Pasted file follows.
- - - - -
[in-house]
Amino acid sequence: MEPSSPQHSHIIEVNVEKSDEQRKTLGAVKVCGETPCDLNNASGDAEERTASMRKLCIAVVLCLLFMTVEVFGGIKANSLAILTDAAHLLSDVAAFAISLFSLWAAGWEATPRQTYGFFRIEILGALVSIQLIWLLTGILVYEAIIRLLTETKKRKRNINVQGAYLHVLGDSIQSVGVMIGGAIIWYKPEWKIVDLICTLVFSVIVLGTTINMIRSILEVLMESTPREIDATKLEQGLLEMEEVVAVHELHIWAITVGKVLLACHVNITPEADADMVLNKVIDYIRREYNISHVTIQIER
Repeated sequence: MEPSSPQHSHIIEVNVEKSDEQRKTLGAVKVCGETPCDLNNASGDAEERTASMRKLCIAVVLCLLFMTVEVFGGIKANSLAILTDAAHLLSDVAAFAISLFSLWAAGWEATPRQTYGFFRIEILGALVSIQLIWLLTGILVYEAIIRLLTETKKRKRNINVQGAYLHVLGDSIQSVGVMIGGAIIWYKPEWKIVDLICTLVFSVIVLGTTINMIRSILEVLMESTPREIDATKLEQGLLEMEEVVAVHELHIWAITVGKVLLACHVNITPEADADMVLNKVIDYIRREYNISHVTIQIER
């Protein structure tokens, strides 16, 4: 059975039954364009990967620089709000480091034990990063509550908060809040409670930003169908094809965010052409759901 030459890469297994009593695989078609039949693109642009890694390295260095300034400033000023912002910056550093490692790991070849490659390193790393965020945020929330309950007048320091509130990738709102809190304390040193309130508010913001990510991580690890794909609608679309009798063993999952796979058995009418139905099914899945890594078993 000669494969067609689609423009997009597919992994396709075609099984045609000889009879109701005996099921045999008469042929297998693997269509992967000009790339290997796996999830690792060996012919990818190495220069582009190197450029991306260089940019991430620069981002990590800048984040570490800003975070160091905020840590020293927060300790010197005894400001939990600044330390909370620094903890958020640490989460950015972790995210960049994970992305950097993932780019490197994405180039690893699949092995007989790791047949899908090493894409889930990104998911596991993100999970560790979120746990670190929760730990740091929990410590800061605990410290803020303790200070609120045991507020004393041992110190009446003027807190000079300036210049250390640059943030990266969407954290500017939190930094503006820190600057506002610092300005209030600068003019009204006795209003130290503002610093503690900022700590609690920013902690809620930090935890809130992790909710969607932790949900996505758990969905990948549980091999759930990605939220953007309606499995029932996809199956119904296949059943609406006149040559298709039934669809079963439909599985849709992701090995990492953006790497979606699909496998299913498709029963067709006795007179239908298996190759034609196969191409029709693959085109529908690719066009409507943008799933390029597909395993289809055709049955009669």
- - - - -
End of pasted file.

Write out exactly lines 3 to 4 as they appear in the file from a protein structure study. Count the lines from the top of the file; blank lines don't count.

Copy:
Repeated sequence: MEPSSPQHSHIIEVNVEKSDEQRKTLGAVKVCGETPCDLNNASGDAEERTASMRKLCIAVVLCLLFMTVEVFGGIKANSLAILTDAAHLLSDVAAFAISLFSLWAAGWEATPRQTYGFFRIEILGALVSIQLIWLLTGILVYEAIIRLLTETKKRKRNINVQGAYLHVLGDSIQSVGVMIGGAIIWYKPEWKIVDLICTLVFSVIVLGTTINMIRSILEVLMESTPREIDATKLEQGLLEMEEVVAVHELHIWAITVGKVLLACHVNITPEADADMVLNKVIDYIRREYNISHVTIQIER
């Protein structure tokens, strides 16, 4: 059975039954364009990967620089709000480091034990990063509550908060809040409670930003169908094809965010052409759901 030459890469297994009593695989078609039949693109642009890694390295260095300034400033000023912002910056550093490692790991070849490659390193790393965020945020929330309950007048320091509130990738709102809190304390040193309130508010913001990510991580690890794909609608679309009798063993999952796979058995009418139905099914899945890594078993 000669494969067609689609423009997009597919992994396709075609099984045609000889009879109701005996099921045999008469042929297998693997269509992967000009790339290997796996999830690792060996012919990818190495220069582009190197450029991306260089940019991430620069981002990590800048984040570490800003975070160091905020840590020293927060300790010197005894400001939990600044330390909370620094903890958020640490989460950015972790995210960049994970992305950097993932780019490197994405180039690893699949092995007989790791047949899908090493894409889930990104998911596991993100999970560790979120746990670190929760730990740091929990410590800061605990410290803020303790200070609120045991507020004393041992110190009446003027807190000079300036210049250390640059943030990266969407954290500017939190930094503006820190600057506002610092300005209030600068003019009204006795209003130290503002610093503690900022700590609690920013902690809620930090935890809130992790909710969607932790949900996505758990969905990948549980091999759930990605939220953007309606499995029932996809199956119904296949059943609406006149040559298709039934669809079963439909599985849709992701090995990492953006790497979606699909496998299913498709029963067709006795007179239908298996190759034609196969191409029709693959085109529908690719066009409507943008799933390029597909395993289809055709049955009669």